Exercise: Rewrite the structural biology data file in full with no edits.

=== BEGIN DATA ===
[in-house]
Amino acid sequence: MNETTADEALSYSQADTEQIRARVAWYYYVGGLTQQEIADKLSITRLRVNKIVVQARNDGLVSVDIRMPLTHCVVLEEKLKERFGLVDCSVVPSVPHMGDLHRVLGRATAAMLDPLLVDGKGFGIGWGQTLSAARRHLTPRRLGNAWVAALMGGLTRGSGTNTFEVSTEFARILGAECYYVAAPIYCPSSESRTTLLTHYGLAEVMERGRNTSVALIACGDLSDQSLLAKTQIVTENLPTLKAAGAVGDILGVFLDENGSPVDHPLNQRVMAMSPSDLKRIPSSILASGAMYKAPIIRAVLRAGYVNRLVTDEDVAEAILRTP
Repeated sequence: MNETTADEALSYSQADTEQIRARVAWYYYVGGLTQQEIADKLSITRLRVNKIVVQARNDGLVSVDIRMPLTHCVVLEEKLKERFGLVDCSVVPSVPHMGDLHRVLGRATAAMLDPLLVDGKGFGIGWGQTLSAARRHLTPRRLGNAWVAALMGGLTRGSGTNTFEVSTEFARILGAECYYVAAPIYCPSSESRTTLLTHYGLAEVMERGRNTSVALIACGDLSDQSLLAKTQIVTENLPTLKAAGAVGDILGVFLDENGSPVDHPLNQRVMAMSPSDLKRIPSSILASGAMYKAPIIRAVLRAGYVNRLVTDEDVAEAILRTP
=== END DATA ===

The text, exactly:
[in-house]
Amino acid sequence: MNETTADEALSYSQADTEQIRARVAWYYYVGGLTQQEIADKLSITRLRVNKIVVQARNDGLVSVDIRMPLTHCVVLEEKLKERFGLVDCSVVPSVPHMGDLHRVLGRATAAMLDPLLVDGKGFGIGWGQTLSAARRHLTPRRLGNAWVAALMGGLTRGSGTNTFEVSTEFARILGAECYYVAAPIYCPSSESRTTLLTHYGLAEVMERGRNTSVALIACGDLSDQSLLAKTQIVTENLPTLKAAGAVGDILGVFLDENGSPVDHPLNQRVMAMSPSDLKRIPSSILASGAMYKAPIIRAVLRAGYVNRLVTDEDVAEAILRTP
Repeated sequence: MNETTADEALSYSQADTEQIRARVAWYYYVGGLTQQEIADKLSITRLRVNKIVVQARNDGLVSVDIRMPLTHCVVLEEKLKERFGLVDCSVVPSVPHMGDLHRVLGRATAAMLDPLLVDGKGFGIGWGQTLSAARRHLTPRRLGNAWVAALMGGLTRGSGTNTFEVSTEFARILGAECYYVAAPIYCPSSESRTTLLTHYGLAEVMERGRNTSVALIACGDLSDQSLLAKTQIVTENLPTLKAAGAVGDILGVFLDENGSPVDHPLNQRVMAMSPSDLKRIPSSILASGAMYKAPIIRAVLRAGYVNRLVTDEDVAEAILRTP